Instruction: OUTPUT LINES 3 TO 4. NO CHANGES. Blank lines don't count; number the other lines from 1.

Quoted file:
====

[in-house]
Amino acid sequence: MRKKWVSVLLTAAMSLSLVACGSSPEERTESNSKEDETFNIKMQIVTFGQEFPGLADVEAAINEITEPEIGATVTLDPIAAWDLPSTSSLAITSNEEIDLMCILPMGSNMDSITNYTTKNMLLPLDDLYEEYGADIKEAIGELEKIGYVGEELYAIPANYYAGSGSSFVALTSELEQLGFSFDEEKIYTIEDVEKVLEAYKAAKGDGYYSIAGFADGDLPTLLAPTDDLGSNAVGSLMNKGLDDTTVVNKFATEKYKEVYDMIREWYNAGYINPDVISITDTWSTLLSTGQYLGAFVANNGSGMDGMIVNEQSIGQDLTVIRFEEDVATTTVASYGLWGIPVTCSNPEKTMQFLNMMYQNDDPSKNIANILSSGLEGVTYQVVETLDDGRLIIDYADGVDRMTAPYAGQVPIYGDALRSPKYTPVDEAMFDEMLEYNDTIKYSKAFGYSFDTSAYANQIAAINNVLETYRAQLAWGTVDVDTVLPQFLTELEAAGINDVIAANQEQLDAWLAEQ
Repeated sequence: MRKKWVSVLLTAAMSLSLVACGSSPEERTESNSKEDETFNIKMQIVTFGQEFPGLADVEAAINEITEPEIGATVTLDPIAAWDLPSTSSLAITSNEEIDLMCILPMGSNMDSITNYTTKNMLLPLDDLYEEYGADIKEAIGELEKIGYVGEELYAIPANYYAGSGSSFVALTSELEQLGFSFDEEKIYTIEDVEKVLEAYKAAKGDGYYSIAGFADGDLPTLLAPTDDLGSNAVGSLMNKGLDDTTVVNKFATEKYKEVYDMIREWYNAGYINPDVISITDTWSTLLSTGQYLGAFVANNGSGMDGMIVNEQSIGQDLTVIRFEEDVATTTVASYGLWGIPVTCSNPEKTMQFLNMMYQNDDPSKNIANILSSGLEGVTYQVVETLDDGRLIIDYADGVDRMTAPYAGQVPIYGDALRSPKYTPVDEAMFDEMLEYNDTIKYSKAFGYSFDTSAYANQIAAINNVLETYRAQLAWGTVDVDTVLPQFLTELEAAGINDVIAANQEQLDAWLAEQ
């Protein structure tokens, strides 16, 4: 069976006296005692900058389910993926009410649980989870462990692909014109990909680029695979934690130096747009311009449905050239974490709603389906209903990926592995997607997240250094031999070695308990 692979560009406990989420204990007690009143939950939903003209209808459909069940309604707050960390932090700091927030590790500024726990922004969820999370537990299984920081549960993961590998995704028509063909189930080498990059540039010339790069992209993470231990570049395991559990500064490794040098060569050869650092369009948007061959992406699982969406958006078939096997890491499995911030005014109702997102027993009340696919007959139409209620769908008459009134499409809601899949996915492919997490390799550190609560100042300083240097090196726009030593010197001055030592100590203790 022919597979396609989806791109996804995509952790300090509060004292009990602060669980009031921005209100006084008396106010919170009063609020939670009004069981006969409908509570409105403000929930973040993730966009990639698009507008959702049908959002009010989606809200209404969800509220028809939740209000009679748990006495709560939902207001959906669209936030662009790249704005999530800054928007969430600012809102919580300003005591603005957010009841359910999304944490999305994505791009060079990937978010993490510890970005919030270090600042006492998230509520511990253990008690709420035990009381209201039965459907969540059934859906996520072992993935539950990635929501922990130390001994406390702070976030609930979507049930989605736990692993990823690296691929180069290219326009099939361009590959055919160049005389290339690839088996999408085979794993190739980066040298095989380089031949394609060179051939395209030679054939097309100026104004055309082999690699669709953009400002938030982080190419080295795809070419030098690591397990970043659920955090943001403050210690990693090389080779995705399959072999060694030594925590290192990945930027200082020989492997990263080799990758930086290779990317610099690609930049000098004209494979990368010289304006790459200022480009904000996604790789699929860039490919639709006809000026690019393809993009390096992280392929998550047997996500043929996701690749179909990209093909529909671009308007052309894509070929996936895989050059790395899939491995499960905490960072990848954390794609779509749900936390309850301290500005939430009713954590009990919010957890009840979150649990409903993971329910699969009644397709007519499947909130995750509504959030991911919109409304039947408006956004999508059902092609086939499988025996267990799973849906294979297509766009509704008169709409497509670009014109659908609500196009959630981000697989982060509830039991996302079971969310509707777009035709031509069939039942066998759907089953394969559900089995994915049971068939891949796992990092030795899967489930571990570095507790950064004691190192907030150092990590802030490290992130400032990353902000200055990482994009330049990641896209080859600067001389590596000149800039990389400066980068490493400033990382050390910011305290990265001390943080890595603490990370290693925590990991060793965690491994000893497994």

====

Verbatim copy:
Repeated sequence: MRKKWVSVLLTAAMSLSLVACGSSPEERTESNSKEDETFNIKMQIVTFGQEFPGLADVEAAINEITEPEIGATVTLDPIAAWDLPSTSSLAITSNEEIDLMCILPMGSNMDSITNYTTKNMLLPLDDLYEEYGADIKEAIGELEKIGYVGEELYAIPANYYAGSGSSFVALTSELEQLGFSFDEEKIYTIEDVEKVLEAYKAAKGDGYYSIAGFADGDLPTLLAPTDDLGSNAVGSLMNKGLDDTTVVNKFATEKYKEVYDMIREWYNAGYINPDVISITDTWSTLLSTGQYLGAFVANNGSGMDGMIVNEQSIGQDLTVIRFEEDVATTTVASYGLWGIPVTCSNPEKTMQFLNMMYQNDDPSKNIANILSSGLEGVTYQVVETLDDGRLIIDYADGVDRMTAPYAGQVPIYGDALRSPKYTPVDEAMFDEMLEYNDTIKYSKAFGYSFDTSAYANQIAAINNVLETYRAQLAWGTVDVDTVLPQFLTELEAAGINDVIAANQEQLDAWLAEQ
């Protein structure tokens, strides 16, 4: 069976006296005692900058389910993926009410649980989870462990692909014109990909680029695979934690130096747009311009449905050239974490709603389906209903990926592995997607997240250094031999070695308990 692979560009406990989420204990007690009143939950939903003209209808459909069940309604707050960390932090700091927030590790500024726990922004969820999370537990299984920081549960993961590998995704028509063909189930080498990059540039010339790069992209993470231990570049395991559990500064490794040098060569050869650092369009948007061959992406699982969406958006078939096997890491499995911030005014109702997102027993009340696919007959139409209620769908008459009134499409809601899949996915492919997490390799550190609560100042300083240097090196726009030593010197001055030592100590203790 022919597979396609989806791109996804995509952790300090509060004292009990602060669980009031921005209100006084008396106010919170009063609020939670009004069981006969409908509570409105403000929930973040993730966009990639698009507008959702049908959002009010989606809200209404969800509220028809939740209000009679748990006495709560939902207001959906669209936030662009790249704005999530800054928007969430600012809102919580300003005591603005957010009841359910999304944490999305994505791009060079990937978010993490510890970005919030270090600042006492998230509520511990253990008690709420035990009381209201039965459907969540059934859906996520072992993935539950990635929501922990130390001994406390702070976030609930979507049930989605736990692993990823690296691929180069290219326009099939361009590959055919160049005389290339690839088996999408085979794993190739980066040298095989380089031949394609060179051939395209030679054939097309100026104004055309082999690699669709953009400002938030982080190419080295795809070419030098690591397990970043659920955090943001403050210690990693090389080779995705399959072999060694030594925590290192990945930027200082020989492997990263080799990758930086290779990317610099690609930049000098004209494979990368010289304006790459200022480009904000996604790789699929860039490919639709006809000026690019393809993009390096992280392929998550047997996500043929996701690749179909990209093909529909671009308007052309894509070929996936895989050059790395899939491995499960905490960072990848954390794609779509749900936390309850301290500005939430009713954590009990919010957890009840979150649990409903993971329910699969009644397709007519499947909130995750509504959030991911919109409304039947408006956004999508059902092609086939499988025996267990799973849906294979297509766009509704008169709409497509670009014109659908609500196009959630981000697989982060509830039991996302079971969310509707777009035709031509069939039942066998759907089953394969559900089995994915049971068939891949796992990092030795899967489930571990570095507790950064004691190192907030150092990590802030490290992130400032990353902000200055990482994009330049990641896209080859600067001389590596000149800039990389400066980068490493400033990382050390910011305290990265001390943080890595603490990370290693925590990991060793965690491994000893497994």